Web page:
If you can’t defend Israel’s right to exist, don’t call yourself Jewish

Having been very active in political activism during my college years, I know firsthand very well what it means to deeply commit to a cause to the point where it becomes an integral part of who you are. It becomes your identity, forms the lens through which you perceive and understand the world and creates the community of like-minded people you feel most comfortable being around. This community supports you, validates you and reminds you that you’re not crazy for having the beliefs that you do. To enter into conflict with this community about almost anything can feel isolating, disorienting and lonely.

This is the unique and serious challenge and tragedy of the rise of intersectionality that we are seeing today as issues that traditionally belonged to separate social or political movements are conjoined to the point where they are presented to seem inseparable. Activists are expected to toe the party line on a menu of issues and those who do not run the risk of having their commitment to other causes questioned and deemed not wholehearted or authentic.

Nowhere do we see this phenomenon happening more than with the splicing of all kinds of issues and causes into the anti-Israel movement.

This was made evident in 2017 at the Dyke March in Chicago where three Jewish women waving rainbow flags embroidered with a Jewish star were told to leave the march because the flags were “triggering to people” and “made them feel unsafe.” When one of the women was asked if she is a Zionist, which let’s remember is the belief in the right of the Jewish people to a sovereign nation of their own primarily so they no longer have to rely on others to protect their basic human right to live, she responded, “Yes.” She was then told that the march was anti-Zionist and pro-Palestinian.

Imagine. At a pride march, where inclusivity is the main driving force, where people are demanding to be accepted for who they are and what they believe, Jews who support the State of Israel are not included. They are not welcome. They are asked to leave.

At that same march, one of the chants shouted by the participants was: “From Palestine to Mexico, border walls have got to go!”

Huh?? What do Palestine and Mexico and border walls have to do with a Pride March? Twenty years ago, when I was an activist in college, that would have been a very legitimate question. Today, it seems, it’s absurd to even ask. Of course they’re all connected. Everything’s connected, didn’t you know?!?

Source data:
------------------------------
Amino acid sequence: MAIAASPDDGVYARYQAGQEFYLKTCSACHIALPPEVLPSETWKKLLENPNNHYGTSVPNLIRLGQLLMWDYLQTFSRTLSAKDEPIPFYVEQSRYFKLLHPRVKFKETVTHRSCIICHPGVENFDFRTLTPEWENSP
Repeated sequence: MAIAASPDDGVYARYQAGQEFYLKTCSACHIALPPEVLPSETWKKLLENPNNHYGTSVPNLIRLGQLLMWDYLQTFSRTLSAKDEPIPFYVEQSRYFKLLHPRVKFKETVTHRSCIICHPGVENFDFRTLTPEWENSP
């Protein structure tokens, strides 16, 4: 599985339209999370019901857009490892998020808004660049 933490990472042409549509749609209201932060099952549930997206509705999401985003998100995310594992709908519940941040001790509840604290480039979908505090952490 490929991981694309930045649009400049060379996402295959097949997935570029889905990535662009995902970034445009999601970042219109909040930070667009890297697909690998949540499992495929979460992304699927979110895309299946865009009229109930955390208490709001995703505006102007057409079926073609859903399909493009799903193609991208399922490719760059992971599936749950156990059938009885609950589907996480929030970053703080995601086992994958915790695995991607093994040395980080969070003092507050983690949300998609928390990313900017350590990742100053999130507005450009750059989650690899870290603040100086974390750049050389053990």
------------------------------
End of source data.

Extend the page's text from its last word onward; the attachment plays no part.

And then just a few of weeks ago, during the opening of an LGBTQ conference called Creating Change, activists rose uninvited to the stage and for 13 minutes led a protest for Palestinian liberation and against Zionism, screaming well-known chants such as “From the river to the sea, Palestine will be free!” Event organizers were silent, allowing the protest to continue uninterrupted until the activists walked off the stage. (Again, what does Palestine and its potential future borders have anything to do with the LGBTQ cause??)

But the silence of the organizers doesn’t deeply bother me. I, like many others, have unfortunately become accustomed to the rants and raves of the anti-Zionists and the love and support that many in the greater activist community give them.

What does bother me is the silence of members of an organization that were present during this impromptu show of anti-Israel shouts and chants. This organization is called Keshet. As in the Hebrew word for “rainbow”. As in LGBTQ Jews who have formed a Jewish organization based on Jewish values so that they can teach others how Jewish values could and should guide their attitudes and actions towards members of the LGBTQ community. Including extending to them the Jewish values of respect, love and inclusivity.

But in a statement in reaction to claims that the protestors’ actions were anti-Semitic, Keshet had this to say:

“While we believe that criticism of Israel is at times anti-Semitic, we do not believe that it is necessarily anti-Semitic. In the case of this year’s Creating Change conference, we view blanket accusations of anti-Semitism as inflammatory and divisive.”